Workplace exposure and release of ultrafine particles during atmospheric plasma spraying in the ceramic industry

Atmospheric plasma spraying (APS) is a frequently used technique to produce enhanced-property coatings for different materials in the ceramic industry. This work aimed to characterise and quantify the impact of APS on workplace exposure to airborne particles, with a focus on ultrafine particles (UFPs, < 100 nm) and nanoparticles (< 50 nm). Particle number, mass concentrations, alveolar lung deposited surface area concentration, and size distributions, in the range 10 nm–20 μm were simultaneously monitored at the emission source, in the potential worker breathing zone, and in outdoor air. Different input materials (known as feedstock) were tested: (a) micron-sized powders, and (b) suspensions containing submicron- or nano-sized particles. Results evidenced significantly high UFP concentrations (up to 3.3 × 106/cm3) inside the spraying chamber, which impacted exposure concentrations in the worker area outside the spraying chamber (up to 8.3 × 105/cm3). Environmental release of UFPs was also detected (3.9 × 105/cm3, outside the exhaust tube). Engineered nanoparticle (ENP) release to workplace air was also evidenced by TEM microscopy. UFP emissions were detected during the application of both micron-sized powder and suspensions containing submicron- or nano-sized particles, thus suggesting that emissions were process- (and not material-) dependent. An effective risk prevention protocol was implemented, which resulted in a reduction of UFP exposure in the worker area. These findings demonstrate the potential risk of occupational exposure to UFPs during atmospheric plasma spraying, and raise the need for further research on UFP formation mechanisms in high-energy industrial processes.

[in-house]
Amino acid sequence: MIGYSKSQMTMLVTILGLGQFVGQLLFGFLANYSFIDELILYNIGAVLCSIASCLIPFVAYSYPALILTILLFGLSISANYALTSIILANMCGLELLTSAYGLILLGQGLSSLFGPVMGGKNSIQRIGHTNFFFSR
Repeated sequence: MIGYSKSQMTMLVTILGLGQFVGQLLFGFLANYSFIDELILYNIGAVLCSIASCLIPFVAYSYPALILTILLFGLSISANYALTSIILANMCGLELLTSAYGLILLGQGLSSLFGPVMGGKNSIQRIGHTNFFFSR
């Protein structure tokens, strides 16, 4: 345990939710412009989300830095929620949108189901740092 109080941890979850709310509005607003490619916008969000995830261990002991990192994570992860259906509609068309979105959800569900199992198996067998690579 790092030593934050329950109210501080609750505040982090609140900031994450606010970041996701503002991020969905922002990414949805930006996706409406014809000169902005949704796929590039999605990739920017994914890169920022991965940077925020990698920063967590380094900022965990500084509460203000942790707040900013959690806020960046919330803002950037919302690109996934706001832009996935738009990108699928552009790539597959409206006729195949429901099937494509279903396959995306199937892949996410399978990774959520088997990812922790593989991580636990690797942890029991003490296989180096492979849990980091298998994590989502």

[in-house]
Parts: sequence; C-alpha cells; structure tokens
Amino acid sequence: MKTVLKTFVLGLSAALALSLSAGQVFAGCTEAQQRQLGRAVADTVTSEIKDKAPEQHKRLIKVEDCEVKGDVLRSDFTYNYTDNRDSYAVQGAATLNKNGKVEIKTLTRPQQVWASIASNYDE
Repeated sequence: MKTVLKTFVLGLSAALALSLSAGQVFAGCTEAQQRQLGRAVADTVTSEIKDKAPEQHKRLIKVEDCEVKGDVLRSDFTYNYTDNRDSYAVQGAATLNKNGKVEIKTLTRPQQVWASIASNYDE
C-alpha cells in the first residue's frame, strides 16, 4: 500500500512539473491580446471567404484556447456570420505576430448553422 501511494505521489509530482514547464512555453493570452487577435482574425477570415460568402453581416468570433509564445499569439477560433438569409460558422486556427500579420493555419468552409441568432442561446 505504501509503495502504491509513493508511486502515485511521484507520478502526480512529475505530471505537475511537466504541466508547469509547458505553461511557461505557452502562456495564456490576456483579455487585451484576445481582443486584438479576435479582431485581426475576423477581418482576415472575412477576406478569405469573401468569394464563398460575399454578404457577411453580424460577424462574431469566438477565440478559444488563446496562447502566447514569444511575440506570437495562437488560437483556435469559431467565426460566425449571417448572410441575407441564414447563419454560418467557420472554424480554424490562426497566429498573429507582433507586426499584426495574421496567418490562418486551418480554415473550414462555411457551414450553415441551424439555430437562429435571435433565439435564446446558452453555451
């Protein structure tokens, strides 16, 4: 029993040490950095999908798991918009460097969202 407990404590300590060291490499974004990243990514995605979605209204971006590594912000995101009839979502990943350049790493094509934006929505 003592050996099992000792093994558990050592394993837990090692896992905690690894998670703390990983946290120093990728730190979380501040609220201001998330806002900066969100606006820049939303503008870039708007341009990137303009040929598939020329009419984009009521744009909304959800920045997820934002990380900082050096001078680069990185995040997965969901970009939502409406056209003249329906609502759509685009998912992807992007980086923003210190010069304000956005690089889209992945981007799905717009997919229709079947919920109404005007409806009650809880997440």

Source: Viana, M., Fonseca, A. S., Querol, X., López-Lilao, A., Carpio, P., Salmatonidis, A., & Monfort, E. (2017). Science of The Total Environment.

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